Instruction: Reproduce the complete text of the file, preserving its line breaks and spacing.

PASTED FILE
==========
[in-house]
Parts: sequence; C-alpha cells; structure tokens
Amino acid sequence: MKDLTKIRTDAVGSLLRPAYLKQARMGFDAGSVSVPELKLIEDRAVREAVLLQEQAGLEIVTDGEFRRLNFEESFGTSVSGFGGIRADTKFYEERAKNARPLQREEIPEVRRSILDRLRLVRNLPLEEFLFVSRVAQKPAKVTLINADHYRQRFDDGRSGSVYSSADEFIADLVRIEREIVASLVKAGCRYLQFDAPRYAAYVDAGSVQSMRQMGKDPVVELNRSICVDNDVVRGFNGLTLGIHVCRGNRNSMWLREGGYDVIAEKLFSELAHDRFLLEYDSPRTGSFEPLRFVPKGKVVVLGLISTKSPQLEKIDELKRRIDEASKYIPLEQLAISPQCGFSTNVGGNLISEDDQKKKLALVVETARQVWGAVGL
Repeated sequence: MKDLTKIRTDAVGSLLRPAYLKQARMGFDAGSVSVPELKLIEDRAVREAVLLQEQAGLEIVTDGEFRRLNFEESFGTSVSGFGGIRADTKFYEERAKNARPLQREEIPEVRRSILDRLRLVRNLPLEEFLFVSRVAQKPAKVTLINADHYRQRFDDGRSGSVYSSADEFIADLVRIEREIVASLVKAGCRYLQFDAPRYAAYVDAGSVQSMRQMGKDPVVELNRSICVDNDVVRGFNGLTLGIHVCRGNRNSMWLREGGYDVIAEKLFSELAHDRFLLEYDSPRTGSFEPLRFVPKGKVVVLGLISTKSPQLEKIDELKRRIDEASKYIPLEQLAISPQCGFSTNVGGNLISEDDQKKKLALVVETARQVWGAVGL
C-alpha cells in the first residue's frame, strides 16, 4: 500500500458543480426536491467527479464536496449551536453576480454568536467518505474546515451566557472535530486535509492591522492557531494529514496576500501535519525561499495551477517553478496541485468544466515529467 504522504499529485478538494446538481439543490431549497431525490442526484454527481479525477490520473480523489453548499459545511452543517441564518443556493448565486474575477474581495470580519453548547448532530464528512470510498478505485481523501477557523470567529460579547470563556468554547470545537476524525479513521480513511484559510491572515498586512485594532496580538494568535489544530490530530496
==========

[in-house]
Parts: sequence; C-alpha cells; structure tokens
Amino acid sequence: MKDLTKIRTDAVGSLLRPAYLKQARMGFDAGSVSVPELKLIEDRAVREAVLLQEQAGLEIVTDGEFRRLNFEESFGTSVSGFGGIRADTKFYEERAKNARPLQREEIPEVRRSILDRLRLVRNLPLEEFLFVSRVAQKPAKVTLINADHYRQRFDDGRSGSVYSSADEFIADLVRIEREIVASLVKAGCRYLQFDAPRYAAYVDAGSVQSMRQMGKDPVVELNRSICVDNDVVRGFNGLTLGIHVCRGNRNSMWLREGGYDVIAEKLFSELAHDRFLLEYDSPRTGSFEPLRFVPKGKVVVLGLISTKSPQLEKIDELKRRIDEASKYIPLEQLAISPQCGFSTNVGGNLISEDDQKKKLALVVETARQVWGAVGL
Repeated sequence: MKDLTKIRTDAVGSLLRPAYLKQARMGFDAGSVSVPELKLIEDRAVREAVLLQEQAGLEIVTDGEFRRLNFEESFGTSVSGFGGIRADTKFYEERAKNARPLQREEIPEVRRSILDRLRLVRNLPLEEFLFVSRVAQKPAKVTLINADHYRQRFDDGRSGSVYSSADEFIADLVRIEREIVASLVKAGCRYLQFDAPRYAAYVDAGSVQSMRQMGKDPVVELNRSICVDNDVVRGFNGLTLGIHVCRGNRNSMWLREGGYDVIAEKLFSELAHDRFLLEYDSPRTGSFEPLRFVPKGKVVVLGLISTKSPQLEKIDELKRRIDEASKYIPLEQLAISPQCGFSTNVGGNLISEDDQKKKLALVVETARQVWGAVGL
C-alpha cells in the first residue's frame, strides 16, 4: 500500500458543480426536491467527479464536496449551536453576480454568536467518505474546515451566557472535530486535509492591522492557531494529514496576500501535519525561499495551477517553478496541485468544466515529467 504522504499529485478538494446538481439543490431549497431525490442526484454527481479525477490520473480523489453548499459545511452543517441564518443556493448565486474575477474581495470580519453548547448532530464528512470510498478505485481523501477557523470567529460579547470563556468554547470545537476524525479513521480513511484559510491572515498586512485594532496580538494568535489544530490530530496